I’ve always believed that an actor could embody any role.
Eddie Peng has left quite an impression with his dashing smile and his chiseled features. During his first few years of debut in the entertainment industry, Eddie could be seen playing several roles on Taiwanese TV dramas and coming-of-age films, among them popular classics which paved his way to success in the film industry.
<Operation Mekong>, a crime and action film produced in China-Hong Kong, which premiered last year, earned Eddie Peng critical acclaim and brought forth new challenges for the young actor. Eddie’s character is a spy in the Golden Triangle drug ring. In a war-fire setting accompanied by thrilling operations, this film clearly steers Eddie away from his usual on-screen roles as he had had to undergo new styles for every scene which depicts his networking with other characters. Eddie also had to strengthen his linguistics for his role, as he needed to converse in different languages such as Thai, Burmese and English.
While it might seem like a basic crime-action film, perhaps the most intriguing selling point of this movie is the way it carefully depicts human nature and the way each character handles his personal life. For purposes of fully embodying his character, Eddie has done extensive research and preparation with the help of the crew to emulate a realistic and personal experience.
Eddie Peng has recently made a name for himself in the Chinese film industry, be it historical martial films or spy movies. He has taken a turn from coming-of-age dramas to a range of impressionable films, thereby upgrading his acting career.
While he has been labeled by many as an actor stereotyped into ‘dramas’, ‘martial arts films’ or even as the archetypal ‘Mr Perfect’, but Eddie has always reasserted that he is just an ordinary actor. Having worked with several professional martial artists, Eddie considers himself to be far from their standards but has taken opportunities such as these to understand how far he has come in self-development.
He maintains the idea that an actor should be versatile in handling any role, which is also part of the fun of acting. Eddie sees his physical stamina as an accessory and would strive to enhance it where the role requires so. As an actor, he tries to embody and give life to his on-screen character.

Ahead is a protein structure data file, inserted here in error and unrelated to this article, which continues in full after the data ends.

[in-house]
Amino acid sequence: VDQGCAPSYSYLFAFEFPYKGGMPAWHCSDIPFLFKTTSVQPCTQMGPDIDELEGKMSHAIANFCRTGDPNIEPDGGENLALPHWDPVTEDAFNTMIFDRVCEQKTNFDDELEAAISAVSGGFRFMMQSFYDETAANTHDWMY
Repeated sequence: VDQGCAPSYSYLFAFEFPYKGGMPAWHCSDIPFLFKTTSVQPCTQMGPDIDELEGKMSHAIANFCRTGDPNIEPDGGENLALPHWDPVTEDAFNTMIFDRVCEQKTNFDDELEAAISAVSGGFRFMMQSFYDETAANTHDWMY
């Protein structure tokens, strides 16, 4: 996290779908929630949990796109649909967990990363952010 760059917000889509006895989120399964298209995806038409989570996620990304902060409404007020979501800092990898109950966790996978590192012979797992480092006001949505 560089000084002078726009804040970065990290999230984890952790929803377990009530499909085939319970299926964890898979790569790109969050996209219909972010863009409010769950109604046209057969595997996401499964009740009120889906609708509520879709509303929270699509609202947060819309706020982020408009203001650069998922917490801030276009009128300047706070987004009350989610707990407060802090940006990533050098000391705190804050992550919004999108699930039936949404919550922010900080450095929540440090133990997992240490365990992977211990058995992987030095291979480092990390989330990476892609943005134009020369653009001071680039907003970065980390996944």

Throughout KingsSleeve’s interview with Eddie Peng, it’s not hard to see that Eddie has a passionate outlook towards his profession.
What prompted you to take up a role in <Operation Mekong>?
I personally like the theme around which the film plot is built, and as an actor I don’t believe in restricting myself to a particular design of character. The film genre of Operation Mekong was able to muster a sense of righteousness within myself as the setting of the movie requires so. It’s not a very common story plot, so when one seizes upon the opportunity, I suppose one should give his best.
What’s the most unforgettable moment throughout the shooting of the film?
Perhaps the most unforgettable scene would be the scenes with vigorous exchange of fire or the use of grenade launchers. While we didn’t use real grenade launchers, it really made me realize the fragile nature of human life. There were a couple of times when the remnants of the grenade launchers exploded into our ears and on our faces, which was a very surreal experience. There were also scenes where we had to do our own stunts, strapped with heavy equipment, and this enhances the acting experience.
How does it feel like to work with Zhang Han-yu?
Han-yu is like an older brother who is exceptionally good at delivering his lines, and there were times when I would ask him for help on that particular area during shooting. We have a lot of common interests so it’s not difficult to get along with each other.
In retrospect of all your roles, which character would you like to become?
Be it Fang Xin-Wu or Joe Lee from Cold War, I think every character holds a special place in my heart, the reason for which was the basis of my undertaking of these roles in the first place. There are many great qualities in each of the characters that I would like to consider embodying in real life, so it helps with self-development.
What other roles would you like to try out next? What breakthrough do you seek to achieve?
I think an actor should develop himself with every different role he takes on. My current idea is that as long as I am able to work with a director I like, I would continue my acting career as far as my growing age allows me to. In fact, I think a great part about growing up, while having a profession in acting, is that it extends the list of characters one could play on-screen without having to make additional changes.
There are many other genres which I have yet to challenge, but I do believe in seizing the day and being an opportunist when it comes to probabilities. The most important thing for me to consider is that the process of landing a role in a film should be natural and supported by continuing effort.
Operation Mekong will premiere on Astro Channel 322 on the 14th of May, 9p.m.
Further Reading : Gordon Lam’s Moment of Glory: A Milestone in 30 Years